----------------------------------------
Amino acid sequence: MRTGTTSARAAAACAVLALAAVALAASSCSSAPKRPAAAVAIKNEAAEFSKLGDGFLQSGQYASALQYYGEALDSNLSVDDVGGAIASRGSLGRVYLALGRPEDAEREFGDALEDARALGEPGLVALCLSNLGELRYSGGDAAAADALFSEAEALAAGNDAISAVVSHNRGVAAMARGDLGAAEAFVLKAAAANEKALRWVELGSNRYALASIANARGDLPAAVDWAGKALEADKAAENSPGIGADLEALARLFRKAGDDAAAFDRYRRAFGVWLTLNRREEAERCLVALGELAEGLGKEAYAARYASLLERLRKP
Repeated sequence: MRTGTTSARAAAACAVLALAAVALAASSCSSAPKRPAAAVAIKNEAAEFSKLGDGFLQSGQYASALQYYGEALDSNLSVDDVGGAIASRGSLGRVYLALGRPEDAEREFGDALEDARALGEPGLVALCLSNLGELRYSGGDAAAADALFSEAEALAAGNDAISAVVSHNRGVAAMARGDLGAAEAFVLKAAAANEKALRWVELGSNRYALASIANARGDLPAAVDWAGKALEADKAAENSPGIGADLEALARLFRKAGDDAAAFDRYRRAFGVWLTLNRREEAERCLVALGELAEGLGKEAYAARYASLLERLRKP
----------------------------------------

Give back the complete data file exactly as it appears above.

Amino acid sequence: MRTGTTSARAAAACAVLALAAVALAASSCSSAPKRPAAAVAIKNEAAEFSKLGDGFLQSGQYASALQYYGEALDSNLSVDDVGGAIASRGSLGRVYLALGRPEDAEREFGDALEDARALGEPGLVALCLSNLGELRYSGGDAAAADALFSEAEALAAGNDAISAVVSHNRGVAAMARGDLGAAEAFVLKAAAANEKALRWVELGSNRYALASIANARGDLPAAVDWAGKALEADKAAENSPGIGADLEALARLFRKAGDDAAAFDRYRRAFGVWLTLNRREEAERCLVALGELAEGLGKEAYAARYASLLERLRKP
Repeated sequence: MRTGTTSARAAAACAVLALAAVALAASSCSSAPKRPAAAVAIKNEAAEFSKLGDGFLQSGQYASALQYYGEALDSNLSVDDVGGAIASRGSLGRVYLALGRPEDAEREFGDALEDARALGEPGLVALCLSNLGELRYSGGDAAAADALFSEAEALAAGNDAISAVVSHNRGVAAMARGDLGAAEAFVLKAAAANEKALRWVELGSNRYALASIANARGDLPAAVDWAGKALEADKAAENSPGIGADLEALARLFRKAGDDAAAFDRYRRAFGVWLTLNRREEAERCLVALGELAEGLGKEAYAARYASLLERLRKP